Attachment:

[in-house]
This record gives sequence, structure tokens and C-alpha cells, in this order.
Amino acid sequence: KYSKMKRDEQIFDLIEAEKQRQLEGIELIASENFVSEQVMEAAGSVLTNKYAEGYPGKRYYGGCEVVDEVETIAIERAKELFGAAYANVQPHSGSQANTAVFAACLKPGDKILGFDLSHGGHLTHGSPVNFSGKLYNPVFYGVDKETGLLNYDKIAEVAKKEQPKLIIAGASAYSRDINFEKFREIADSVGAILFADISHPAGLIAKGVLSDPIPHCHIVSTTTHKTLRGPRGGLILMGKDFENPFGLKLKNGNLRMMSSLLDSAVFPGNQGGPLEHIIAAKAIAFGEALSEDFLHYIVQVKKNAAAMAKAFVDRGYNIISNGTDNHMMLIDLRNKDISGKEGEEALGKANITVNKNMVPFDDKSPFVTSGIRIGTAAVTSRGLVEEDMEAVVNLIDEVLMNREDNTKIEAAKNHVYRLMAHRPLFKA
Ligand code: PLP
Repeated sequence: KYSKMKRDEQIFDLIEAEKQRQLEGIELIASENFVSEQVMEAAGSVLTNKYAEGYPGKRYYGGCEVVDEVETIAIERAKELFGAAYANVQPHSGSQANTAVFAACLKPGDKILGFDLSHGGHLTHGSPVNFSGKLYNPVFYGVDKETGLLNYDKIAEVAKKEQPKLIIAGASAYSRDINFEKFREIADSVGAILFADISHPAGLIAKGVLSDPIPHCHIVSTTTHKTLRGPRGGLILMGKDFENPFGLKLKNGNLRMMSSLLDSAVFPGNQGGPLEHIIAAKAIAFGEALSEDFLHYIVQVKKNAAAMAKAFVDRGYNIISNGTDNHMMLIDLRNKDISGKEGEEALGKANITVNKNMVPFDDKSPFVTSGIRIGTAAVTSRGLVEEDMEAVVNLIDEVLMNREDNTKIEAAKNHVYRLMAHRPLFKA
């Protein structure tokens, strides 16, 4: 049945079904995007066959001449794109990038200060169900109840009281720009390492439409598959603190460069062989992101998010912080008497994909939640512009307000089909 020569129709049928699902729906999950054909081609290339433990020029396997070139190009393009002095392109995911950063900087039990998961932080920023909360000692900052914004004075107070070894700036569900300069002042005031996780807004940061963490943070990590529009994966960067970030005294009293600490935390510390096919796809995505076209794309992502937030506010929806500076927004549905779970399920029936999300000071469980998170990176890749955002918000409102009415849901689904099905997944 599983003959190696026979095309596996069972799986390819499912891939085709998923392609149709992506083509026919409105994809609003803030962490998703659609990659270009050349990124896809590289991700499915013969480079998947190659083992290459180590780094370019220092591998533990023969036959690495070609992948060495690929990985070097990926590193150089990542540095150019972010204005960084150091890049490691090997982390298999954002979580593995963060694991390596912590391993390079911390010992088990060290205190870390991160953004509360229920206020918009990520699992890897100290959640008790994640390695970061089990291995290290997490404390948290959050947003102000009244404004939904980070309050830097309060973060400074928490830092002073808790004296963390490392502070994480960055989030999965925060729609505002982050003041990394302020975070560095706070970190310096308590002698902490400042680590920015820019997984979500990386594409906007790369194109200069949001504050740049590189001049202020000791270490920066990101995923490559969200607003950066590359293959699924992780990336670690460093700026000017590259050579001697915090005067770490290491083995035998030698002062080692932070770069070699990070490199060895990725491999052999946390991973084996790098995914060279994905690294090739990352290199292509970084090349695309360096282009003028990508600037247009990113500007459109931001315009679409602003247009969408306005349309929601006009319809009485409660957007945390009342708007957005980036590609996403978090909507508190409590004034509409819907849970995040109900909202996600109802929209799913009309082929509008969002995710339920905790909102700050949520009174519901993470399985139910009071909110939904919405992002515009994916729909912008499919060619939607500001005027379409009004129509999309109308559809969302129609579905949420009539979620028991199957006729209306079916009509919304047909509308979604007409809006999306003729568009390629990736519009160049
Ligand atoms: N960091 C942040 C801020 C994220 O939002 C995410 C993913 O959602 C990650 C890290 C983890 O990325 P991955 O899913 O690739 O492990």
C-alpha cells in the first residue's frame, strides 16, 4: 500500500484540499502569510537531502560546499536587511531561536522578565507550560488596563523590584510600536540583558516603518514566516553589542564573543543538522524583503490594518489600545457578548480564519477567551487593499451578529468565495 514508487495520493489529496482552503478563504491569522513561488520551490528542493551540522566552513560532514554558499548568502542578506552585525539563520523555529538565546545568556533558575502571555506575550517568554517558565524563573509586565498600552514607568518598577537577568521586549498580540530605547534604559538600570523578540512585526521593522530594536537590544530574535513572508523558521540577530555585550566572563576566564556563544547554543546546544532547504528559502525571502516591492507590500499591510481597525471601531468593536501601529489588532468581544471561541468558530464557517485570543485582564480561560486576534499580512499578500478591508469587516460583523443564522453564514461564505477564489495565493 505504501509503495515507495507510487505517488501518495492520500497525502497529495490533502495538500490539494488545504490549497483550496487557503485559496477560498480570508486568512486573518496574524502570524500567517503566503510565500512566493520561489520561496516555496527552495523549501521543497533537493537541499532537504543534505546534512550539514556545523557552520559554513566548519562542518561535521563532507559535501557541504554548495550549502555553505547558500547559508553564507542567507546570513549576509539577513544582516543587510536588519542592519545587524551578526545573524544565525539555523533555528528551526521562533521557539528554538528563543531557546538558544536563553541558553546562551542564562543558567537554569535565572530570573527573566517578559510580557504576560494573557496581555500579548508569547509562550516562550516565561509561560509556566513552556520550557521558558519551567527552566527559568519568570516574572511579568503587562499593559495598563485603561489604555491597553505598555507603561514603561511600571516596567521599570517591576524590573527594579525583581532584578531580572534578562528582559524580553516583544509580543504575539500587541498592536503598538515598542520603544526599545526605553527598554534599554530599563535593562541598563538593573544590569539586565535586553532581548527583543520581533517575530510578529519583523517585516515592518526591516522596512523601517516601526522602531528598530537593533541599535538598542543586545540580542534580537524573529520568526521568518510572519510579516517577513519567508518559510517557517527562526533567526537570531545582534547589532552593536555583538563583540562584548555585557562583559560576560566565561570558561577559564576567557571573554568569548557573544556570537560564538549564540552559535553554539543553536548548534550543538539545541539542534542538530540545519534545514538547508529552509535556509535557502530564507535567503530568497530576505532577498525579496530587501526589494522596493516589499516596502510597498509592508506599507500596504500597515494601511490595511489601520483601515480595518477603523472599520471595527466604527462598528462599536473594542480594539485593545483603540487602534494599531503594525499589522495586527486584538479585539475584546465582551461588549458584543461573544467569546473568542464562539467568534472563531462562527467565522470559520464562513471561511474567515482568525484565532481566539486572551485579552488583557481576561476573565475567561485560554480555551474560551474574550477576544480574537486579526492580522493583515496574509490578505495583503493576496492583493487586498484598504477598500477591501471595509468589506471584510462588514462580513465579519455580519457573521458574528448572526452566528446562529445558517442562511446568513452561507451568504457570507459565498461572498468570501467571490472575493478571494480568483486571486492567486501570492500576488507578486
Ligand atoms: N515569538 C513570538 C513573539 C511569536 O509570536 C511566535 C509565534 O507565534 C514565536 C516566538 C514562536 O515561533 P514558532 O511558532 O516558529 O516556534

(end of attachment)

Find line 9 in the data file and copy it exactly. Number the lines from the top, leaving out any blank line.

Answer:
Ligand atoms: N515569538 C513570538 C513573539 C511569536 O509570536 C511566535 C509565534 O507565534 C514565536 C516566538 C514562536 O515561533 P514558532 O511558532 O516558529 O516556534